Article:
Whatever the economic and geostrategic future of Europe, inflation has other disadvantages: the rise in interest rates will hamper investment and consumption on credit; the distortion of the general price structure will lead to wasted investment because it is calculated on false premises. But the main danger concerns social justice. These social effects of monetary inflation must be communicated to the technocrats who only look at their tables of figures.

Inflation would have few damaging social effects if all incomes were indexed. This is far from being the case. Pensioners have been noticing this for some time, and the modest revaluation of basic pensions in the summer of 2022 will not fill the gaps that have appeared  over the past several years in both primary and complementary pensions. For pensioners who were counting on pension funds to provide them with a decent retirement, the ECB’s monetary policy of lowering interest rates is not good news. This is what Keynes cynically called “the asphyxiation of rentiers.” Generally speaking, all those who are neither wage earners nor civil servants will find it more difficult to protect themselves from inflation.

In addition, there is a less well perceived phenomenon, stemming from the structure of consumption according to income level. Inflation is highest in the food and energy sectors, which together account for an average of 30 percent of European household budgets, compared with 20 percent in Switzerland. These are only averages that hide strong disparities. This higher inflation therefore affects more people and households in a precarious situation with modest incomes. This explains why inflation, which in Europe oscillated around 6 percent for the year 2022, reached more than 10 percent for the most vulnerable households. The additional costs (excluding social aid, which is often difficult to access for bureaucratic and cultural reasons) linked to housing, cars or household appliances are estimated at 1,500 euros per year in Europe for poor households.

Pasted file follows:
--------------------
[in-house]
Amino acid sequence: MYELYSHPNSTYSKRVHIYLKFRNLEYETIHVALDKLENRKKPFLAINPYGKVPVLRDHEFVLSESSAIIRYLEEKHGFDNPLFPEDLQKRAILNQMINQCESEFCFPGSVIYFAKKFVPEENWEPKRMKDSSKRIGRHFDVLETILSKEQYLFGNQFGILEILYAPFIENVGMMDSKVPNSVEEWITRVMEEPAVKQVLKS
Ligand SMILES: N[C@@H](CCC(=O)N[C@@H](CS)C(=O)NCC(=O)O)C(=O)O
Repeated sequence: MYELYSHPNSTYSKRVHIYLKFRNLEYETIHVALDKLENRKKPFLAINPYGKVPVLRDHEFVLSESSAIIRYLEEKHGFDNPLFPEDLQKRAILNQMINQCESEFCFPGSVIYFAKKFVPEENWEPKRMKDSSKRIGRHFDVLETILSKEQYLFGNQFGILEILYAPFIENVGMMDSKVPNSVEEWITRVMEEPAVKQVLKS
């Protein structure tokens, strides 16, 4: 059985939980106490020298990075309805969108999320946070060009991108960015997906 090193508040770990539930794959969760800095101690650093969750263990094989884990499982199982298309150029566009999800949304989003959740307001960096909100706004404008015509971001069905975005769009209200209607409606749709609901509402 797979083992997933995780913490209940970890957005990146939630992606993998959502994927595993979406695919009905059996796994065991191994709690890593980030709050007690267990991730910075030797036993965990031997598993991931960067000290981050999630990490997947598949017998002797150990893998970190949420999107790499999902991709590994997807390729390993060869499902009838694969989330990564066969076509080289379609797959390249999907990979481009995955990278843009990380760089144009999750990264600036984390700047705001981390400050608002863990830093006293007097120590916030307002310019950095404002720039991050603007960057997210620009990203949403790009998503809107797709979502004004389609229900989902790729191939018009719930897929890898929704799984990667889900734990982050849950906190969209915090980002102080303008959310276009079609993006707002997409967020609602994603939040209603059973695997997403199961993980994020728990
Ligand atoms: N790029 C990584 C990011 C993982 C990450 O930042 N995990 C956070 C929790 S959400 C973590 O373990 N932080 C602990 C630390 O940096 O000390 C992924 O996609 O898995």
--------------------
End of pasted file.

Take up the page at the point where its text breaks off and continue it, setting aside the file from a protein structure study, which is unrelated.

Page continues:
The complexity of the situation stems from the fact that the advantages for debtors (the state, indebted companies, indebted households) and the disadvantages for creditors, especially for the poorest among savers, are not the same for the various social categories. To overcome the social crisis caused by this complexity, the European Union will have to make a clear choice.

This arbitration is all the more difficult than the aphorism: “The more you become indebted,  the more you plant future generations!”[6] implies. In fact, this is not entirely true. The inflation generated by this policy cuts into the wealth of current (not future) savers. Here again, the monetary phenomenon operates a concealed compulsory levy (i.e. not controlled by the parliaments, whose primary role it is). Hidden here is a discreet evasion of democratic practices.

Concerning European defense